I fantasized that this pain was "just for tonight," that it was muscular stress and would be gone tomorrow. This fantasy was fueled by my fear of what might truly be wrong with me, but it was also supported by what my doctor was telling me. One night he prescribed a strong sedative, and when I awoke even from that, the nightmares that accompanied me out of sleep did give incoherence a form and a face. After that night I could no longer sustain my part of what had been my doctor's and my mutual fantasy.
But I have only half-answered the question of why I did not wake my wife. The other reason is that her sleep was the only coherence left. Although I could no longer share in others' rest, I cared for it all the more. If I could not sleep, I could still love her sleep. Disturbing it would have been the most painful thing I could do. Later, when I was very ill, I watched people out running and loved their capacity for movement, their freedom within their bodies. My hope was that they also valued what they were able to be.
I wish I could finish my story about pain with some formula I learned for dealing with it. But I never learned one. By the time I entered the hospital, the tumors had shifted or somehow changed, allowing me to lie in bed comfortably. There is probably some medical explanation for this change, but it does not interest me much. What counts is that the pain did its proper work: it forced me to get another medical opinion. By the date of the urology appointment made by my family physician, I had already had surgery and one chemotherapy treatment. Pain was the ally it is designed to be, my body's way of insisting that something must change.
Although I never discovered a formula for dealing with pain, I did manage to break through its incoherence one night before it abated. Making my way upstairs, I was stopped on the landing by the sight --- the vision really --- of a window. Outside the window I saw a tree, and the streetlight just beyond was casting the tree's reflection on the frosted glass. Here suddenly was beauty, found in the middle of a night that seemed to be only darkness and pain. Where we see the face of beauty, we are in our proper place, and all becomes coherent. As I looked at the window it formed a kind of haiku for me:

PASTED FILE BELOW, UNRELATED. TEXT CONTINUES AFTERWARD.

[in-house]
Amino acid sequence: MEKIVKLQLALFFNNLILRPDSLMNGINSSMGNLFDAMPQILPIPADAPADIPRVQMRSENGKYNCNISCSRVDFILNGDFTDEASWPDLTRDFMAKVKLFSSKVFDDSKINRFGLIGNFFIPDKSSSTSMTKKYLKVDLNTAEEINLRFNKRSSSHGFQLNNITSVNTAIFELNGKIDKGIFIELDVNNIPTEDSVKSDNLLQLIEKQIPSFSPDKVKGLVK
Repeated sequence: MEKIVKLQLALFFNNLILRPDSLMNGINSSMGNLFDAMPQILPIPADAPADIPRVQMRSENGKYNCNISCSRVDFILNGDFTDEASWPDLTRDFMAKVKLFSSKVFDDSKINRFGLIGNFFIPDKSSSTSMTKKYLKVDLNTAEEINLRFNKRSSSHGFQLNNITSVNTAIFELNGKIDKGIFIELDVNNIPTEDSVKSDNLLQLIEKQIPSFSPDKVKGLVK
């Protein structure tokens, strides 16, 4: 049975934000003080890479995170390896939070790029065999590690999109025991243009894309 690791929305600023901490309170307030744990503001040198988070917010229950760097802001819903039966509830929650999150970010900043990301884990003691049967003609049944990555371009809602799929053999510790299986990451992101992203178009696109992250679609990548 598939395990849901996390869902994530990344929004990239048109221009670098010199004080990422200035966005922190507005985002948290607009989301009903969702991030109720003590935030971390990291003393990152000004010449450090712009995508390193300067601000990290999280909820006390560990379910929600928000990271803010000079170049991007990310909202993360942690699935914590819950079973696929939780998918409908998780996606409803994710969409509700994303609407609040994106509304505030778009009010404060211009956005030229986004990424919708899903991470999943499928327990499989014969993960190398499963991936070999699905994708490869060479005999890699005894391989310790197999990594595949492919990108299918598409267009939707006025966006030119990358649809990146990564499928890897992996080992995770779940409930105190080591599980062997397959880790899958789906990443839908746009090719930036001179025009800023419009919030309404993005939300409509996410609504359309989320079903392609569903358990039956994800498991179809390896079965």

The streetlight behind the branches
On a misted window
Do not wipe the glass
Lest others wake.
I realized that if illness has a face, it could be the beauty of that light. But I did not see the face of illness in that window any more than I had seen it in the nightmares caused by pain breaking through the sedative. The window was no myth, no metaphor. It was exactly what it was, and seeing it completely absorbed my attention. I was still in pain, but the pain had brought me to that landing, which was the only place I could be to see the beauty of that window. Coherence was restored.
But coherence does not go without saying; it requires expression. However poor my verse was, I was once again expressing myself. Pain that is inexpressible isolates us; to be mute is to be cast out from others. Whatever form our expression takes, we offer that expression to others, whether or not anyone else is there. Expression implies the presence of others, and we begin again to share in humanity. Others slept their orderly sleep, and I, in my place as they were in theirs, saw something of beauty. I remained alone, but my words put me in the presence of those others.
It is just as hard to write about the coherence I felt as it is to write about incoherence. But it does not matter if my words are not coherent. For the ill person, the attempt to communicate creates an experience of coherence. The particular words in my verse did not matter; it was my attempt at expression that created coherence. I needed the window to see the verse, and I needed the verse to place my seeing in the world of others and thus regain my place in that world.
It is easier to write of caring. I knew that others were sleeping, and I cared for their sleep; I knew there were things of beauty in the night that I cared for. These feelings made pain something I could live with. At the moment when the incoherence of illness and pain makes it seem that all you have lived for has been taken away or is about to be lost, you can find another coherence in which to live. That night the pain mattered less, not because I dissociated myself from my body, but rather because I associated myself beyond my body. Caring for Cathie's sleep or for that window gave me the coherence I needed to go on caring for myself. I had not yet been sick enough to understand all I saw in that window; only later would language catch up to experience. But at least that night I knew I was in a place I could care for.--- At the Will of the Body:
Reflections on Illness
Arthur W. Frank
©2002 Mariner Books